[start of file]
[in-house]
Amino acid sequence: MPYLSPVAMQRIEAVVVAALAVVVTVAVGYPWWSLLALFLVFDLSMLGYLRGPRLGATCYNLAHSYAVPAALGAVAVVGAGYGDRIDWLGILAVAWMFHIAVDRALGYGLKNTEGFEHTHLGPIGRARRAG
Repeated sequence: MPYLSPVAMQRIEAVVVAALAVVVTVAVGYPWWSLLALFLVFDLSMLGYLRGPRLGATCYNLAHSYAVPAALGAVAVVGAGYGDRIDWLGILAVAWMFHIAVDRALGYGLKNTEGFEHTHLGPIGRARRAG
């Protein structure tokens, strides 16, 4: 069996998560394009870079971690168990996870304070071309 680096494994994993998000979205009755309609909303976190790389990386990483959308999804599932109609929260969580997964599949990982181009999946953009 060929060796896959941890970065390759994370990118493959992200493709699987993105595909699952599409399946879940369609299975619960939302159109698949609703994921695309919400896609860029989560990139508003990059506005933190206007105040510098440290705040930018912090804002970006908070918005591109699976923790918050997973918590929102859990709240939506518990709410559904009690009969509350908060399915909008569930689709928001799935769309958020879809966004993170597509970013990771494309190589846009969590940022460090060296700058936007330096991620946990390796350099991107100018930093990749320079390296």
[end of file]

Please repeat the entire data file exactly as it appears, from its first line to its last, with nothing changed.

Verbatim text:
[in-house]
Amino acid sequence: MPYLSPVAMQRIEAVVVAALAVVVTVAVGYPWWSLLALFLVFDLSMLGYLRGPRLGATCYNLAHSYAVPAALGAVAVVGAGYGDRIDWLGILAVAWMFHIAVDRALGYGLKNTEGFEHTHLGPIGRARRAG
Repeated sequence: MPYLSPVAMQRIEAVVVAALAVVVTVAVGYPWWSLLALFLVFDLSMLGYLRGPRLGATCYNLAHSYAVPAALGAVAVVGAGYGDRIDWLGILAVAWMFHIAVDRALGYGLKNTEGFEHTHLGPIGRARRAG
């Protein structure tokens, strides 16, 4: 069996998560394009870079971690168990996870304070071309 680096494994994993998000979205009755309609909303976190790389990386990483959308999804599932109609929260969580997964599949990982181009999946953009 060929060796896959941890970065390759994370990118493959992200493709699987993105595909699952599409399946879940369609299975619960939302159109698949609703994921695309919400896609860029989560990139508003990059506005933190206007105040510098440290705040930018912090804002970006908070918005591109699976923790918050997973918590929102859990709240939506518990709410559904009690009969509350908060399915909008569930689709928001799935769309958020879809966004993170597509970013990771494309190589846009969590940022460090060296700058936007330096991620946990390796350099991107100018930093990749320079390296």